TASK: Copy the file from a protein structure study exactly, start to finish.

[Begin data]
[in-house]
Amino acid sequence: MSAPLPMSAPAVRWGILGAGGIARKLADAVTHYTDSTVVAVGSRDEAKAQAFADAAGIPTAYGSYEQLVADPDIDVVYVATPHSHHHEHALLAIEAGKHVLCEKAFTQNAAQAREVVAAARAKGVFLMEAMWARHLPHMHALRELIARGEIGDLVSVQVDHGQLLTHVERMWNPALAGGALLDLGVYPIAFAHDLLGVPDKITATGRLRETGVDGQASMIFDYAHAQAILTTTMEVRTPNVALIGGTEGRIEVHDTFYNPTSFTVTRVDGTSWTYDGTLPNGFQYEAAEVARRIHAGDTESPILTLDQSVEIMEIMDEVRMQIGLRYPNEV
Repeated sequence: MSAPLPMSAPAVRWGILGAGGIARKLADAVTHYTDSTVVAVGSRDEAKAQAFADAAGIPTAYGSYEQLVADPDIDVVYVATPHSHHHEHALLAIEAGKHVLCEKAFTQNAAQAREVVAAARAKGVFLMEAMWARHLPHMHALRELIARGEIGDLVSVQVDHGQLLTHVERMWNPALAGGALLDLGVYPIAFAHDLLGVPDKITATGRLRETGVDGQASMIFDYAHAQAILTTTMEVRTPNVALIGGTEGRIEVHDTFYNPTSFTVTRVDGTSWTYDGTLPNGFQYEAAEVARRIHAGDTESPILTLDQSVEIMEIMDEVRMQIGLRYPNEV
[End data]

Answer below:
[in-house]
Amino acid sequence: MSAPLPMSAPAVRWGILGAGGIARKLADAVTHYTDSTVVAVGSRDEAKAQAFADAAGIPTAYGSYEQLVADPDIDVVYVATPHSHHHEHALLAIEAGKHVLCEKAFTQNAAQAREVVAAARAKGVFLMEAMWARHLPHMHALRELIARGEIGDLVSVQVDHGQLLTHVERMWNPALAGGALLDLGVYPIAFAHDLLGVPDKITATGRLRETGVDGQASMIFDYAHAQAILTTTMEVRTPNVALIGGTEGRIEVHDTFYNPTSFTVTRVDGTSWTYDGTLPNGFQYEAAEVARRIHAGDTESPILTLDQSVEIMEIMDEVRMQIGLRYPNEV
Repeated sequence: MSAPLPMSAPAVRWGILGAGGIARKLADAVTHYTDSTVVAVGSRDEAKAQAFADAAGIPTAYGSYEQLVADPDIDVVYVATPHSHHHEHALLAIEAGKHVLCEKAFTQNAAQAREVVAAARAKGVFLMEAMWARHLPHMHALRELIARGEIGDLVSVQVDHGQLLTHVERMWNPALAGGALLDLGVYPIAFAHDLLGVPDKITATGRLRETGVDGQASMIFDYAHAQAILTTTMEVRTPNVALIGGTEGRIEVHDTFYNPTSFTVTRVDGTSWTYDGTLPNGFQYEAAEVARRIHAGDTESPILTLDQSVEIMEIMDEVRMQIGLRYPNEV